By Heidi Sonen and Roscoe Shaw
“You’re old enough now. It’s time to learn to drink red wine.” That’s what Heidi told me when I was well into my forties. Although I’m not much of a drinker, I have learned to enjoy a glass of red. As it turns out, I’m trendy. Wine has become a big deal around here, and Crozet is now the virtual epicenter of the burgeoning Virginia wine industry.
Being a vintner may sound fancy, but the reality is that it is farming, and all farmers are at the whims of weather. Fall is harvest season and that comes with a myriad of complexities.
Frost can destroy a crop. Most of the crop is usually harvested here before frost is a real big threat … but not always. Heavy rains can bloat the grapes and water down their sugar content. If this happens, then it’s best to wait a while for the grapes to dry out. Waiting, however, can sometimes set the harvest timetable back into frost season.
Most of the vineyards are located on hillsides for a reason. Cold air drains into low-lying areas on clear calm mornings in October. Often, a low area can get a hard frost while the nearby hillside may be a safe 36 degrees. King Family Vineyard in Crozet has been known to hire helicopters to stir the air and keep the cold from freezing their grapes.
Our friend Fritz Repich of Mountfair Vineyard called us a few weeks ago with the usual worries. First, he heard rumors of an early frost. We assured him that the last time it frosted that early in September, Prohibition was in effect and wine was illegal. He felt better about that. Then he was worried about a forecast of four days of rain. We assured him it would likely be modest, which proved correct.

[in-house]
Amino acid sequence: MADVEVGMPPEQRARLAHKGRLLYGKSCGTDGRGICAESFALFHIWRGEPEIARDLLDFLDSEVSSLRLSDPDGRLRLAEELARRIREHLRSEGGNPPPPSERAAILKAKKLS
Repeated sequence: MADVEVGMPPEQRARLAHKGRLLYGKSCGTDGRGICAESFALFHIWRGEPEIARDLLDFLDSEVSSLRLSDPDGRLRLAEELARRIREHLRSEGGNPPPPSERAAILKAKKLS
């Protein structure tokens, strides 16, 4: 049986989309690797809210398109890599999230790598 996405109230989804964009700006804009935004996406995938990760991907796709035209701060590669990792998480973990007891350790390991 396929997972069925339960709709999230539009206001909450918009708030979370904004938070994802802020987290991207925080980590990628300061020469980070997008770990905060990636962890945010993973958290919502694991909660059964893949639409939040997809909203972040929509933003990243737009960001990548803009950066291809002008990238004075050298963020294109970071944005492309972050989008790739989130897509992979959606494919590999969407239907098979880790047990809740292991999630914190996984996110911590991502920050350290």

Fritz got his harvest in and now he is a drinker, not a worrier. Every wine is different, and the weather for the entire year leaves a mark on the taste. I’m not that sophisticated, though, and any cheap wine will do for me. But I appreciate the craftsmanship that goes into it.
For a great look at the Virginia wine industry, I highly recommend the documentary film “Vintage.” Crozet filmmaker Bill Reifenberger produced the movie, which details the up and down journey of Virginia winemakers.
September was cooler than normal for the second month in a row. With an average high of 77 and low of 57, it was hard to complain. Rainfall was moderate and timely as it has been all year. 2012 has not been a wet year, but the rains have been very consistent.
October will bring much shorter days and, most likely, the first frost. Last year, October even brought snow in the hills on the 28th, but that’s a rarity. Fall foliage peaks around the 15th on the Parkway and near Halloween down in the valley.
Rainfall Recap for September
- Nellysford 5.12”
- University of Virginia 4.32”
- Greenwood 3.96”
- Waynesboro 3.92”
- Crozet 3.62”
- Afton Summit 3.52
- White Hall 3.16”
- Rockfish 2.90”
- Charlottesville airport 2.30”